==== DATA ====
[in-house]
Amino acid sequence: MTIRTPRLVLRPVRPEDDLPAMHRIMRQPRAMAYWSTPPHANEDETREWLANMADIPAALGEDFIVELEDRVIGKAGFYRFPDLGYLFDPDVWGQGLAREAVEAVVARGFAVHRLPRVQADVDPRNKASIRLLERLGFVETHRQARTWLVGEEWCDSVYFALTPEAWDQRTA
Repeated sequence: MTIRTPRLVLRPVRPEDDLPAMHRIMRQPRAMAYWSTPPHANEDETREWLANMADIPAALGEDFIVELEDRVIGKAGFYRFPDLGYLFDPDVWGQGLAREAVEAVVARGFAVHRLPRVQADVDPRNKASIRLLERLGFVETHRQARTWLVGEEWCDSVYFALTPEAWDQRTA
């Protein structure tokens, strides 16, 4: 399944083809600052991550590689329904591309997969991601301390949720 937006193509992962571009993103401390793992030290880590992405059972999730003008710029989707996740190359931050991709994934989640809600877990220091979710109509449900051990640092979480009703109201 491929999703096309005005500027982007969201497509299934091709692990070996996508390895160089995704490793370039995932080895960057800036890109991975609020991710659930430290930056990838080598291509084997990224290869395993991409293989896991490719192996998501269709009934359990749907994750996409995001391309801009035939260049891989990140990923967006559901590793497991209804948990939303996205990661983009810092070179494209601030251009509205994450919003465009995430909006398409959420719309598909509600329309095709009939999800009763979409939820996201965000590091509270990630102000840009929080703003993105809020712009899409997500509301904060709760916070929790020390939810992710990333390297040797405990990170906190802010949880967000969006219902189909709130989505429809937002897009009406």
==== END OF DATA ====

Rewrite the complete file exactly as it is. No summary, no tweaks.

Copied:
[in-house]
Amino acid sequence: MTIRTPRLVLRPVRPEDDLPAMHRIMRQPRAMAYWSTPPHANEDETREWLANMADIPAALGEDFIVELEDRVIGKAGFYRFPDLGYLFDPDVWGQGLAREAVEAVVARGFAVHRLPRVQADVDPRNKASIRLLERLGFVETHRQARTWLVGEEWCDSVYFALTPEAWDQRTA
Repeated sequence: MTIRTPRLVLRPVRPEDDLPAMHRIMRQPRAMAYWSTPPHANEDETREWLANMADIPAALGEDFIVELEDRVIGKAGFYRFPDLGYLFDPDVWGQGLAREAVEAVVARGFAVHRLPRVQADVDPRNKASIRLLERLGFVETHRQARTWLVGEEWCDSVYFALTPEAWDQRTA
């Protein structure tokens, strides 16, 4: 399944083809600052991550590689329904591309997969991601301390949720 937006193509992962571009993103401390793992030290880590992405059972999730003008710029989707996740190359931050991709994934989640809600877990220091979710109509449900051990640092979480009703109201 491929999703096309005005500027982007969201497509299934091709692990070996996508390895160089995704490793370039995932080895960057800036890109991975609020991710659930430290930056990838080598291509084997990224290869395993991409293989896991490719192996998501269709009934359990749907994750996409995001391309801009035939260049891989990140990923967006559901590793497991209804948990939303996205990661983009810092070179494209601030251009509205994450919003465009995430909006398409959420719309598909509600329309095709009939999800009763979409939820996201965000590091509270990630102000840009929080703003993105809020712009899409997500509301904060709760916070929790020390939810992710990333390297040797405990990170906190802010949880967000969006219902189909709130989505429809937002897009009406």